If you want to write this sort of thing on a speaker evaluation form, stay home. Your attendance isn’t required.
Recommended reading from mrdenny for May 13, 2016.
This week, I’ve found some great things for you to read. These are a few of my favorites that I’ve found this week.
- Oracle V. Google Being Decided By Clueless Judge and Jury
- Amazon and Microsoft Directors Charged in Prostitution Sting
- Fascinating EMC World 2016 vLab stats
- Police Reveal Tactics for Fighting Botnets
- EMC World at your fingertips in vLab
Hopefully you find these articles as useful as I did.
Don’t forget to follow me on Twitter where my username is @mrdenny.
When working in the Azure portal finding task information when performing tasks against an object that is related to an object can be tough. Before I dive into the how, let me demystify what I’m talking about a little more, as that first statement is a little vague. In the case of my example I want to see the status of building an Azure Internal Load Balancer which I was deleting using the Azure portal.
There is no section within the Azure portal that you can use to see Internal Load Balancers directly. You can only see them from within the Virtual Machine. But if you are deleting them from the portal then you might not be able to see the Internal Load Balancer anymore.
So to see what’s happening to need to know where to find this related information in the Azure Portal.
The trick to doing this is looking at the events which were done on the resource group within the Azure Portal. Now the nice thing about these events is that it doesn’t matter if the events are triggered through the Azure Portal or Azure Powershell.
To get to these events, you can either click on Resource Groups from the main Azure panel (you may need to click browse if it isn’t shown as one of your favorites) like you see below.
Or you can go through another object within the Resource Group such as a Virtual Machine. Personally I usually end up clicking through from a VM, because I’m usually working on a load balancer which is done from the settings of the VM, so I already have that panel up. You’ll find the Resource Group at the top of the main panel of the VMs just under the settings button as shown below.
Either way you get there, you’ll end up on the properties of the Resource Group. With that panel open, scroll down on the panel and you should see a monitoring tile that looks something like this.
While that is a very pretty little tile it doesn’t give a whole lot of details. But you can click on the tile and get a lot more useful information. When you click on the tile the new blade that opens shows the same basic graph, but bigger. If you scroll down in that blade you’ll see details about those events as shown below.
If you click on the text in the Operation column, another blade will open which gives you the details of that operation.
In the details blade you’ll see all the various steps which were required for this operation to happen. If we click on one of those details, yet another blade opens. If we scroll to the bottom of that blade we’ll see some useful text which looks mostly like English.
Now in my case it’s a pretty easy to read error message. The Internal Load Balancer couldn’t be created because one already existed in the resource group, and you can only have one ILB per resource group. Sometimes the error text isn’t displayed at all, or it isn’t the most clear information in the world. It all depends on what you are trying to do and why it failed.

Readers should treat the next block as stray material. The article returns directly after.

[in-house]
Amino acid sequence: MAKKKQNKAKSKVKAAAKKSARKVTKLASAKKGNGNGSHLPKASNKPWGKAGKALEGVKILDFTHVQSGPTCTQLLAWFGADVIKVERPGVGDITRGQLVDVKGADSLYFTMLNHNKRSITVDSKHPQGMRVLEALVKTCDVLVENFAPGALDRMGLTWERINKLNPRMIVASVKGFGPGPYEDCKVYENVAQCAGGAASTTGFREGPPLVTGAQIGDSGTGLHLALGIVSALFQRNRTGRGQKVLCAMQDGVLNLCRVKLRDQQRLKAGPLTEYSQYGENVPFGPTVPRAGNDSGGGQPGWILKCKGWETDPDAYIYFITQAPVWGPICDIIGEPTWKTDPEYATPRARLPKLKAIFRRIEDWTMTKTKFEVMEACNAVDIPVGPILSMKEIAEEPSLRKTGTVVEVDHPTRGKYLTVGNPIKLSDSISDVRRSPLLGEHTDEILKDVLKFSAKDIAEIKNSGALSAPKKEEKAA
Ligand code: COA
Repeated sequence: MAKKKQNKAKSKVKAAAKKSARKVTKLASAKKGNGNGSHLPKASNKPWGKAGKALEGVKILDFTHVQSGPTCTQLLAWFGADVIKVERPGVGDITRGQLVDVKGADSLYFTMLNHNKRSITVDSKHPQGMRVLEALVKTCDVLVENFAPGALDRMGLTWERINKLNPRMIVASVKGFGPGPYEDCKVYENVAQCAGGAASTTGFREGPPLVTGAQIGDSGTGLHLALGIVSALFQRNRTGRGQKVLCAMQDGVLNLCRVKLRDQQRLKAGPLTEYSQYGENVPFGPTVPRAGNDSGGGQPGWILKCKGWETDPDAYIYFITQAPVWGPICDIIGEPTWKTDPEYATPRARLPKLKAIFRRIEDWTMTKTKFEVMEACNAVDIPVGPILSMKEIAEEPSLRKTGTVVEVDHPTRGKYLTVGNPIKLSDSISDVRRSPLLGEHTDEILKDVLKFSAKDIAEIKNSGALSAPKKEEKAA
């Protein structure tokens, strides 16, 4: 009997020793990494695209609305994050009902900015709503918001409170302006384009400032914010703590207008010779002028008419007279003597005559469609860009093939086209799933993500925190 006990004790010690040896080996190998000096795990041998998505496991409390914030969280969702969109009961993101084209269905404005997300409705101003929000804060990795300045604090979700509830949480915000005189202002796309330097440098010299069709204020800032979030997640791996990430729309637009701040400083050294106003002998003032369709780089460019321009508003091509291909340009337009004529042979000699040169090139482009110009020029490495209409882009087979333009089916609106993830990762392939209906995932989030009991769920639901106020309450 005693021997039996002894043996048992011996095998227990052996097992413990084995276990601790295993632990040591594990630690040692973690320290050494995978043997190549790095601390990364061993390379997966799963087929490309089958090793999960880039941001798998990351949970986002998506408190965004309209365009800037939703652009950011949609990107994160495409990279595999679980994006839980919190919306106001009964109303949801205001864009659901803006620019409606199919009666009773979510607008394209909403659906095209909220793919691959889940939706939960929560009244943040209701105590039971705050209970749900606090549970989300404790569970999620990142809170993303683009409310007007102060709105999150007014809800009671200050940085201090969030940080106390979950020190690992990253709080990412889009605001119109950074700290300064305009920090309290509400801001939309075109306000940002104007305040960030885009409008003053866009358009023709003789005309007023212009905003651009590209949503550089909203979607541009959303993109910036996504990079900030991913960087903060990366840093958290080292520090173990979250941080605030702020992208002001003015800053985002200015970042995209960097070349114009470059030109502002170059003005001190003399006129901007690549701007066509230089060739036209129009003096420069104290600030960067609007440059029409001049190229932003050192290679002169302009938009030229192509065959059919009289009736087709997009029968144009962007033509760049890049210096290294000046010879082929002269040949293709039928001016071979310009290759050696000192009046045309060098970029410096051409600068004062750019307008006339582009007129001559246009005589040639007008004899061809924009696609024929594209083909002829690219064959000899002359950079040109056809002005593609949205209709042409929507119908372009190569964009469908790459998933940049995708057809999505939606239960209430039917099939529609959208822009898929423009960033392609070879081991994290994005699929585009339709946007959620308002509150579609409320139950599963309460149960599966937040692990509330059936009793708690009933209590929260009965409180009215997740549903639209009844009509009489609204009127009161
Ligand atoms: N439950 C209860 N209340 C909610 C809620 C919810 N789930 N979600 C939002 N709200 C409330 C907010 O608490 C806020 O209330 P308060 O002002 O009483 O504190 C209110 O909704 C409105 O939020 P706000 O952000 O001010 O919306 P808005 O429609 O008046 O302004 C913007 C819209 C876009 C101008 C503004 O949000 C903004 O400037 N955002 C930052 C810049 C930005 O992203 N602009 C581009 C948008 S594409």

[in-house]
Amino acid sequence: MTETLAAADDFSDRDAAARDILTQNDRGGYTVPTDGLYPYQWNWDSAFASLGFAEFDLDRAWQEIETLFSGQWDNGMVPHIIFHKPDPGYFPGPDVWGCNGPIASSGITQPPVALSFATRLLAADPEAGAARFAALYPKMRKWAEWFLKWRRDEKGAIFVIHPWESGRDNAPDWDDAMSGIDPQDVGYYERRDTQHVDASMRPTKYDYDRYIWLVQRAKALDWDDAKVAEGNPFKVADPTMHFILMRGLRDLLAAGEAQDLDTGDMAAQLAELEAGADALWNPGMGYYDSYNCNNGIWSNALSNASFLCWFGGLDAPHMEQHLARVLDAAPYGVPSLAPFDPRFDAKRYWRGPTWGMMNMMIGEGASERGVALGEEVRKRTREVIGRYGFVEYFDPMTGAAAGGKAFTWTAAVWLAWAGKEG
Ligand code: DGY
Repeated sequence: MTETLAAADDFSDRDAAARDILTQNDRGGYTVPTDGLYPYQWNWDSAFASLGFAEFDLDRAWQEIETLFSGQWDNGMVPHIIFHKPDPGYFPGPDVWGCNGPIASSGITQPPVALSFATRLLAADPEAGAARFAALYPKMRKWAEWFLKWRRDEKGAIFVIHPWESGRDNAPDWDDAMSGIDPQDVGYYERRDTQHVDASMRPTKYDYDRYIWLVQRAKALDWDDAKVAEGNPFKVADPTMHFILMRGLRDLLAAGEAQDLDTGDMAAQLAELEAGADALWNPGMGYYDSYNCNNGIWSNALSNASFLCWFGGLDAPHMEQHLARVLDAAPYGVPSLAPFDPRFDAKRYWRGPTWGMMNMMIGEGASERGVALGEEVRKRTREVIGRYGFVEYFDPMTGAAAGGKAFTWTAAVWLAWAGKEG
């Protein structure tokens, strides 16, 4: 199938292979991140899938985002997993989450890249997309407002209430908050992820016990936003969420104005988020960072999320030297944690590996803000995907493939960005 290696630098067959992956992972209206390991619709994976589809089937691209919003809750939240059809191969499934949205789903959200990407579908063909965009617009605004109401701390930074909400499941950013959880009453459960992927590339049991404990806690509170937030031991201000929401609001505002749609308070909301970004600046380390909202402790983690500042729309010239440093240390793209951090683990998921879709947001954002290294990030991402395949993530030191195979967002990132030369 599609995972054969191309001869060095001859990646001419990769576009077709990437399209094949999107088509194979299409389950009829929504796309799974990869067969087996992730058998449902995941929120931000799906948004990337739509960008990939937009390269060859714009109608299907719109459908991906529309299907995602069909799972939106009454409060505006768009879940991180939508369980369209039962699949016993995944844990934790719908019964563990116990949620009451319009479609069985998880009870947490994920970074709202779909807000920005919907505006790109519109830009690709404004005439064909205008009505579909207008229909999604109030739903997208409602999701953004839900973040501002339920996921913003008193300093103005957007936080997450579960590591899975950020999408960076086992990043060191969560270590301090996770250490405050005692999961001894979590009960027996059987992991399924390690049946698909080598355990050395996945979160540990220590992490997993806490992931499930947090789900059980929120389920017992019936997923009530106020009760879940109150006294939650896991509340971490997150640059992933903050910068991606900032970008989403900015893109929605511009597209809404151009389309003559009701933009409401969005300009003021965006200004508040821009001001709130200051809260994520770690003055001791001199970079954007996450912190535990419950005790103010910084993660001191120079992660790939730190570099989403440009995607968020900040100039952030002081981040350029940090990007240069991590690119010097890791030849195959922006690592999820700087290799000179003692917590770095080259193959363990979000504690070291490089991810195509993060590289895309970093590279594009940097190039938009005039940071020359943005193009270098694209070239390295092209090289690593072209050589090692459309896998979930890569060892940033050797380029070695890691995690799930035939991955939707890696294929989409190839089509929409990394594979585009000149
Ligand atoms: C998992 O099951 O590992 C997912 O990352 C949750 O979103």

If you have commands which you run in PowerShell that throw a generic error message, you’ll probably get more details from in here that you were able to get in PowerShell as it depends where in the Azure stack the error occurred and if that component was configured to bubble the actual error message up or just log it and throw a generic error message to the calling application, your PowerShell window in this case.
In any case, this should help you find the information that you are looking for in Azure when things don’t quite go according to plan.
The short answer is, you don’t.
The entire point of Always Encrypted is that the DBA can’t view or modify the data using SQL Server Management Studio. The only way to view and change the data is by using the front end application that created the data. This means that if someone submits a ticket to your team to change some data, you won’t be able to. You’ll have to refer that ticket back to someone in the business to have them make the change using the application just like a normal user would as you can’t touch the data.
Recently there has been some talk online about how SQL Server processes data type conversions compared to how Oracle’s method for type conversion. I figured that I would clear up some of the confusion that’s out there.
When concatenating a number (like an INT) to a string (like a VARCHAR) you get an error message in SQL Server, but no error message in Oracle. The reason for this difference is due to the data type precedence differences in the two platforms. In SQL Server the database engine is trying to convert the VARCHAR value to an INT value (in this example) because INT is higher on the data type conversion order. Oracle on the other hand when concatenating a number (NUMERIC) to a string (like VARCHAR2) does not through an error message because it is converting the number to a string, then concatenates the string values.
If you create a table with a numeric datatype, and use a string value in the WHERE clause both platforms will throw an error because the data types don’t match.
I’ve also seen questions about why SQL Server has so many numeric data types when Oracle only has one. Having the different data types in SQL Server helps to optimize the storage of numbers, and to make it easier to predict how must storage your table will need (I’m assuming no compression in either case). With Oracle it requires one bit per value of 16 (remember data is stored in binary, not as actual numbers) (assuming that the value isn’t mostly zeros such as 100000 or 1000000000 where each of those values only requires two bytes of storage). In SQL Server, the space needed depends on the size of the data type with TINYINT taking 1 byte, SMALLINT taking 2 bytes, etc.
With data compression the storage changes for both platforms allowing numbers to be stored using less space. However, Data Compression in SQL Server requires Enterprise Edition and Advanced Compression in Oracle requires Enterprise Edition as well as the Advanced Compression feature to be purchased.